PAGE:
Moth. You are a gentleman, and a gamester, sir.

Arm. I confess both ; they are both the varnish of a complete man.

Moth. Then I am sure you know how much the gross sum of deuce-ace amounts to.

Arm. It doth amount to one more than two.
Moth. Which the base vulgar do call three.
Arm. True.

Moth. Why, sir, is this such a piece of study ? Now here is three studied, ere you'll thrice wink; and how easy it is to put years to the word three, and study three years in two words, the dancing horse 2

will tell you.

Arm. A most fine figure !
Moth. To prove you a cipher.

[ Aside. Arm. I will hereupon confess, I am in love; and, as it is base for a soldier to love, so am I in love with a base wench. If drawing my sword against the humor of affection would deliver me from the reprobate thought of it, I would take desire prisoner, and ransom him to any French courtier for a new-devised courtesy. I think scorn to sigh; methinks I should outswear Cupid. Comfort me, boy. What great men have been in love?

1 By crosses he means money. Many coins were anciently marked with a cross on one side.

2 This alludes to the celebrated bay horse Morocco, belonging to one Bankes, who exhibited his docile and sagacious animal through Europe. Many of his remarkable pranks are mentioned by contemporary writers; and he is alluded to by numbers besides Shakspeare.

Moth. Hercules, master.

Arm. Most sweet Hercules !—More authority, dear boy, name more; and, sweet my child, let them be men of good repute and carriage.

Moth. Samson, master. He was a man of good carriage, great carriage! For he carried the towngates on his back, like a porter; and he was in love.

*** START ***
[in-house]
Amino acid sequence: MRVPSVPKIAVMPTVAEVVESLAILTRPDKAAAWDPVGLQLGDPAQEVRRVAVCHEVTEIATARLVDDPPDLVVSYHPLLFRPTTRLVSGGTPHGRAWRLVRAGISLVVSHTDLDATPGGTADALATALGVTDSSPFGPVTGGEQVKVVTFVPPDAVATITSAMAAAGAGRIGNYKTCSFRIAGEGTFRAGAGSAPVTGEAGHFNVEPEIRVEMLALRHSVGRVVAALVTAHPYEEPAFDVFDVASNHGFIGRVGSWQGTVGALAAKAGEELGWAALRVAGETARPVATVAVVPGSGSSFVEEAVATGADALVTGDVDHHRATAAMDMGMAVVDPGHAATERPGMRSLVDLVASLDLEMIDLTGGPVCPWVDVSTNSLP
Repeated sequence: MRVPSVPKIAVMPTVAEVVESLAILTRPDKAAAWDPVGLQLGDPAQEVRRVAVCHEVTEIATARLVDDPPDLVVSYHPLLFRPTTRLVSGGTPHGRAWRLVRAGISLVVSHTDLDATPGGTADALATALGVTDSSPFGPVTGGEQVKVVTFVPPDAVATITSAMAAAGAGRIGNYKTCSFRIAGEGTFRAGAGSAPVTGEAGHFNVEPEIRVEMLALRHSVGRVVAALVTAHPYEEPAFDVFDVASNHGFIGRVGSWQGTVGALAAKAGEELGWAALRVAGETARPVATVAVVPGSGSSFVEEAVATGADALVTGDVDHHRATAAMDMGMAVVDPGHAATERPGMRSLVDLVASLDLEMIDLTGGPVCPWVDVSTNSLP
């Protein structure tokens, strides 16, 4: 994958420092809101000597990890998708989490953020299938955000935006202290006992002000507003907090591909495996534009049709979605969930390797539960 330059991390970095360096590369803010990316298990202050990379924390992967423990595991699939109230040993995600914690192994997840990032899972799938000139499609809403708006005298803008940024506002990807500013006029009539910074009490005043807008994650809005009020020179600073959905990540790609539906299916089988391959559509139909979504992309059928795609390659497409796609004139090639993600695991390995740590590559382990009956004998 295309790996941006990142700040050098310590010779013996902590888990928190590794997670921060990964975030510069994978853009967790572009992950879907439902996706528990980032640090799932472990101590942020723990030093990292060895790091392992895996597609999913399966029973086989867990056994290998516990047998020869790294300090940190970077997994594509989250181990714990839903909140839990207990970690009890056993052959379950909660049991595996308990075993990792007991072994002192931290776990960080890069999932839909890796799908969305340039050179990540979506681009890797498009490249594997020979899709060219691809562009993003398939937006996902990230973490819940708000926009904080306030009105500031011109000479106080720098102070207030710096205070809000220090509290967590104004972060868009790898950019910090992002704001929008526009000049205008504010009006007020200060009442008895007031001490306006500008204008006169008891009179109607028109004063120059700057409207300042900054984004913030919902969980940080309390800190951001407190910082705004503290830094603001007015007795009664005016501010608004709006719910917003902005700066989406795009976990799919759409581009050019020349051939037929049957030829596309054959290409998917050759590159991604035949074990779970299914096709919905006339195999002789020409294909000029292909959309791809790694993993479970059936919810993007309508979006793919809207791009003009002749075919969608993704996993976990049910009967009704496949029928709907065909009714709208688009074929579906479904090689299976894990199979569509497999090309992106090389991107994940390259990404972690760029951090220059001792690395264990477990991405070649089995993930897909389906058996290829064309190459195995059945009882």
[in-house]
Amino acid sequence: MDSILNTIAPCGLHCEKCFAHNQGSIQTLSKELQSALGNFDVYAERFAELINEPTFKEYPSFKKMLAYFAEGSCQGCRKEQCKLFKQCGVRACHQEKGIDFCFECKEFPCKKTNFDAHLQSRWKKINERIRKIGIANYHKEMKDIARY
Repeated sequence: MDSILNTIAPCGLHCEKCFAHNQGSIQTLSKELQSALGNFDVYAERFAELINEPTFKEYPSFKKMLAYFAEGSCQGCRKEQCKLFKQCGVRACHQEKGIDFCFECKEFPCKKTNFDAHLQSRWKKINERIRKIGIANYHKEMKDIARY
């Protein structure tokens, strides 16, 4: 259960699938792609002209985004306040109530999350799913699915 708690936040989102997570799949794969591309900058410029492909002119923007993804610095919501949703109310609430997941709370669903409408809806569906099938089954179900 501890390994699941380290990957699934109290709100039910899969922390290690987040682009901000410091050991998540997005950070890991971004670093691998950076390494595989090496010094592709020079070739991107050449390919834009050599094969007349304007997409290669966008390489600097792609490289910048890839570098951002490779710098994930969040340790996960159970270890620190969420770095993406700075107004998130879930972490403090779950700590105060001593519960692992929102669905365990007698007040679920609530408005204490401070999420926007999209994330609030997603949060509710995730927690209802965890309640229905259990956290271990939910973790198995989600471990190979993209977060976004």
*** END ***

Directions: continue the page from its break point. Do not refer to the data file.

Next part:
Arm. 0 well-knit Samson! strong-jointed Samson! I do excel thee in my rapier, as much as thou didst me in carrying gates. I am in love too.-Who was Samson's love, my dear Moth ?

Moth. A woman, master.
Arm. Of what complexion ?

Moth. Of all the four, or the three, or the two, or one of the four.

Arm. Tell me precisely of what complexion ?
Moth. Of the sea-water green, sir.
Arm. Is that one of the four complexions ?
Moth. As I have read, sir ; and the best of them too.

Arm. Green, indeed, is the color of lovers ; but to have a love of that color, methinks Samson had small reason for it. He, surely, affected her for her wit. .

Moth. It was so, sir ; for she had a green wit. Arm. My love is most immaculate white and red.

Moth. Most maculate thoughts, master, are masked under such colors.

Arm. Define, define, well-educated infant.

Moth. My father's wit, and my mother's tongue, assist me!

Arm. Sweet invocation of a child ; most pretty, and pathetical !